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|Lectures & Roundtable Discussions
- Diagnostic Toxicology
Dr. Morrie Craig, OSU
- Equine Herpes Virus 1 & 4
Dr. Lindsay Oaks
- Equine Pleuropneumonia
Dr. Warwick Bayly, BVSc, MS, Dipl. ACVIM
- Equine Skull and Teeth Radiographs
Dr. Ronald Sande
Dr. Linda Blythe, OSU
- Guttural Pouch Mycosis
Dr. Claude Ragle, DVM, Dipl. ACVS - Microcoil embolization of the internal carotid
artery to prevent fatal epistaxis in the horse
- Laparoscopy and Its Use in Teaching Rectal Palpation
Dr. Claude Ragle, DVM, Dipl. ACVS
- Post-exertional Anesthesia Induction
Dr. Stephen Greene, DVM, MS, Dipl. ACVA - Problems associated with
general anesthesia in horses including a review of our work on anesthesia for the athletic
horse injured during competitive events.
- Radiographic Interpretation of Pulmonary Disease in the Horse
Dr. Ronald Sande, DVM, MS, Ph.D., Dipl. ACVR - A
systematic method for interpretation of the equine thorax and pulmonary radiographs will
be presented. Differences in the anatomy of equine lung account for the difficulty in
extrapolating information from small animal pulmonary radiology. Recognition of the normal
pulmonary pattern will be compared to disease conditions and common errors in
interpretation will be emphasized.
- Strangles in the Equine
Dr. Deborah Sellon
- Use of Inhalants in Treatment of COPD
Dr. Warwick Bayly, BVSc, MS, Dipl. ACVIM
- Llama Lecture
Dr. Tornquist, OSU
- Abdominal Radiography
Dr. Ronald Sande, DVM, MS, Ph.D., Dipl. ACVR - A fundamental
and systematic method for interpreting abdominal radiographs will be presented.
Differential densities and displacement of viscera and organs are used to develop a list
of differential considerations both accurately and quickly.
- Anesthesia in Veterinary Practice
Dr. Stephen Greene, DVM, MS, Dipl. ACVA - An overview of some common
injectable anesthetic combinations for use in small animals with an emphasis on pain
- Animal Behavior: Consultation in a Small Animal Practice
Dr. Catherine Ulibarri
- Board Exam Review
Dr. Jeff Rothstein
- Characteristics of Nematode Intestine as Potential Targets for Parasite Control
Dr. Doug Jasmer, MS, Ph.D.
- Current Issues in Clinical Diabetes
Dr. John W. Kramer, DVM, MS, Ph.D., Dipl. ACVP
- Detection and Correction of Portosystemic Shunts
Dr. Karen Tobias
- Dog and Cat Nutrition: Beyond Bags, Cans and Snacks
Dr. Robert J. Van Saun, DVM, MS, PhD, Dipl. ACT and ACVN - Veterinarians
receive many inquiries from about what to feed their dog and cat. In turn we are inundated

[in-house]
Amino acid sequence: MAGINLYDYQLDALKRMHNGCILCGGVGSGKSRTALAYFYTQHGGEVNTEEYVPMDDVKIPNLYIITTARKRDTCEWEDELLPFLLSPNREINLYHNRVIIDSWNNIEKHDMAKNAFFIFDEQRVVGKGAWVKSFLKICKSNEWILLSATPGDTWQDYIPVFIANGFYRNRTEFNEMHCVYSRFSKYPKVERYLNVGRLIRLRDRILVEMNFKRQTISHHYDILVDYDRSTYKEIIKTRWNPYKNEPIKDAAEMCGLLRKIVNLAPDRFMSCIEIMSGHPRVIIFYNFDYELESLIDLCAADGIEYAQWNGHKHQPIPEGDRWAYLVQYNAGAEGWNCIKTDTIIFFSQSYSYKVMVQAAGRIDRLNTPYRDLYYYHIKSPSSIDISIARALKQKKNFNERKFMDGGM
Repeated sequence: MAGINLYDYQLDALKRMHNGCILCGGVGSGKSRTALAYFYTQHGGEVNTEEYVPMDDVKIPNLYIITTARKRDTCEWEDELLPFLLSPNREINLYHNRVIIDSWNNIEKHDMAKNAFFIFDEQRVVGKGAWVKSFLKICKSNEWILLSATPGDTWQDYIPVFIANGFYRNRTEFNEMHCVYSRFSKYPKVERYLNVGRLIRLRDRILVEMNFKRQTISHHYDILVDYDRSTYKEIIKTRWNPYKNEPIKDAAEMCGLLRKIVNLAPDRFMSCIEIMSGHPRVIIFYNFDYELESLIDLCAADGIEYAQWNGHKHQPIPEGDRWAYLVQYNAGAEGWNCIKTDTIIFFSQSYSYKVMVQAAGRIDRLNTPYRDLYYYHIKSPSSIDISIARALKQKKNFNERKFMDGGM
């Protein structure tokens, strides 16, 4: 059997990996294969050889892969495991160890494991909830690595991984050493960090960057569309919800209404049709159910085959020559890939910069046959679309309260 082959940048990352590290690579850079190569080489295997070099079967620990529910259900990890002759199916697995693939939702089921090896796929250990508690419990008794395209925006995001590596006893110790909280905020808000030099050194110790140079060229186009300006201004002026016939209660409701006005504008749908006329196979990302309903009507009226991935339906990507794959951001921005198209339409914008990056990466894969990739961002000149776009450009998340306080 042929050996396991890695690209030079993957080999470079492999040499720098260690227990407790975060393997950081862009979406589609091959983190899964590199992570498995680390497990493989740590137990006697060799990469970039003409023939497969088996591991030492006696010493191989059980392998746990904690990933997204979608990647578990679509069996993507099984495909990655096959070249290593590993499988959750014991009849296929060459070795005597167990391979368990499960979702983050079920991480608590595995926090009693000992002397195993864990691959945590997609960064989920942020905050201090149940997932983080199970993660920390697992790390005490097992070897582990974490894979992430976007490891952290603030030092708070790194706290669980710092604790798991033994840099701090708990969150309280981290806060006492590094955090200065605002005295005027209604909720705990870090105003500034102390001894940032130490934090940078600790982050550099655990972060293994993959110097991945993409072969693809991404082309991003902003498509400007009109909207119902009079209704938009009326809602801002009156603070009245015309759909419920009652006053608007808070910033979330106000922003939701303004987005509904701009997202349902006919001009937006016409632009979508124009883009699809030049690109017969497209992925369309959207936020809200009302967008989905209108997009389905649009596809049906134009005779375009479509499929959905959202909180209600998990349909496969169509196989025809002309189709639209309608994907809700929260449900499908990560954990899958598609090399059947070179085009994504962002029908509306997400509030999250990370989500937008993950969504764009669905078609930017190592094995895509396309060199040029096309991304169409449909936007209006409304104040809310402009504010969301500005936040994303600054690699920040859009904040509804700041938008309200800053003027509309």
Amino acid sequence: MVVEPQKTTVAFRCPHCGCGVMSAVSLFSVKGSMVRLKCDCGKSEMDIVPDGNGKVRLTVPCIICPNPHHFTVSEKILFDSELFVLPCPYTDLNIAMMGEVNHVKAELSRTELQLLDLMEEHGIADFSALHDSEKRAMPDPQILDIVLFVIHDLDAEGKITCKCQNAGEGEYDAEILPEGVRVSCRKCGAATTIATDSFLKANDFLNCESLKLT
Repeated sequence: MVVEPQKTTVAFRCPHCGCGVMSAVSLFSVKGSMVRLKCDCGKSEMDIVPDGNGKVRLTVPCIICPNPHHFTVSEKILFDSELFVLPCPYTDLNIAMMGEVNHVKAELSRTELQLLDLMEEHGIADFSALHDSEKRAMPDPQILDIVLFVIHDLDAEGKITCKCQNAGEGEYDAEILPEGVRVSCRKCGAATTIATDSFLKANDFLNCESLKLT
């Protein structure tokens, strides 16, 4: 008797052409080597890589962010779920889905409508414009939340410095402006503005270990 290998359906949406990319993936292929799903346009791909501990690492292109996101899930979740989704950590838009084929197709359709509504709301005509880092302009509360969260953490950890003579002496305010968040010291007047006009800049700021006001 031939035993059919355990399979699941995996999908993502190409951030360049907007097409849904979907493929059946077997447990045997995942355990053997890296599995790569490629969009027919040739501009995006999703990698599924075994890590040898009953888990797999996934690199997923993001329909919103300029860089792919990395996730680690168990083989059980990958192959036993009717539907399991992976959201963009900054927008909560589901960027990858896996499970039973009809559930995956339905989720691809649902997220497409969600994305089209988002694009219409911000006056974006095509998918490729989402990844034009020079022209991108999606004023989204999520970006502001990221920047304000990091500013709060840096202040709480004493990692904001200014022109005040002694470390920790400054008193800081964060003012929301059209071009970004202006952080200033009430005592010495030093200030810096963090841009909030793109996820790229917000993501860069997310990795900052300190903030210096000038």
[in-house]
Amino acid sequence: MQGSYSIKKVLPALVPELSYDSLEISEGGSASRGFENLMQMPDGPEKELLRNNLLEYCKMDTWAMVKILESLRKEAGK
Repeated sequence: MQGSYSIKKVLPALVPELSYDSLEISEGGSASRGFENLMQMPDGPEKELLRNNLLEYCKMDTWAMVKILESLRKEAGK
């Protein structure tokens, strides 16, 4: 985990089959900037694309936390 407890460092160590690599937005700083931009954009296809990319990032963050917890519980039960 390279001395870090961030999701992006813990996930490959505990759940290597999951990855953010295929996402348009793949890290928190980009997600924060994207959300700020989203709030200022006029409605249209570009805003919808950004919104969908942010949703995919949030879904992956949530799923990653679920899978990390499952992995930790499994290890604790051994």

with information from pet food manufacturers touting the quality and nutritional value of
their foods. This aspect of feeding the healthy animal is an important component of
veterinary practice, but what about feeding the sick animal? A primary reason a
veterinarian may be presented with an animal is for the diagnosis and treatment of some
pathologic process. How does nutrition fit in this scenario? Surveys from human hospitals
have shown that more than 50% of patients are in some degree of malnutrition. Similarly
most hospitalized animal patients either do not want to eat or can not eat sufficiently.
The body, as a consequence of disease, trauma or surgery, initiates a number of
physiologic responses resulting in a state of hypermetabolism, which increases nutritional
needs and accentuates any current nutritional insult. This presentation will review these
specific physiologic responses to disease and trauma to provide a better understanding of
appropriate nutritional support. Specific nutrients which have been shown to facilitate
the healing process will be discussed. Learn how to make your medical and surgical skills
look that much better through improved patient recovery times as a result of proper
nutritional supportive care.
- Emergency Medicine and Critical Care
Drs. Murtaugh and Proulx of Dove Lewis animal emergency hospital, Portland, Oregon.
- Establishing a Small Animal Transfusion Program in Private Practice
Dr. Jane Wardrop, DVM - Do you want to do more transfusions in your hospital? This
lecture will provide some ideas on getting started and will include information on donor
selection, blood product storage, and collection and administration supplies needed.
- Feline Retroviruses
Dr. Rance Sellon
- How to Give a Neurologic Exam
- Interactive Case Discussions of the Urinary Tract
Dr. Cheryl Dhein, DVM, MS, Dipl. ACVIM
- "My Neighbor Poisoned My Dog" Syndrome
Dr. Patricia Talcott, MS, DVM, Ph.D. - Basic approach and work-up to the acutely
poisoned dog and cat. Major emphasis will include how to obtain a thorough history,
including questions to ask to help narrow down the list of possible toxicants and how to
find out what "poisons" are available in your area. Brief description of
emergency treatments and decontamination procedures, appropriate clinical diagnostic data
base, thorough phsical examination, and gross and histological examinations. Brief review
of what tissues to submit to the diagnostic laboratory and what tests to ask for.
- Otoscopic Exams in the Cat and Dog
Dr. Cheryl Dhein
- Pulmonary Radiography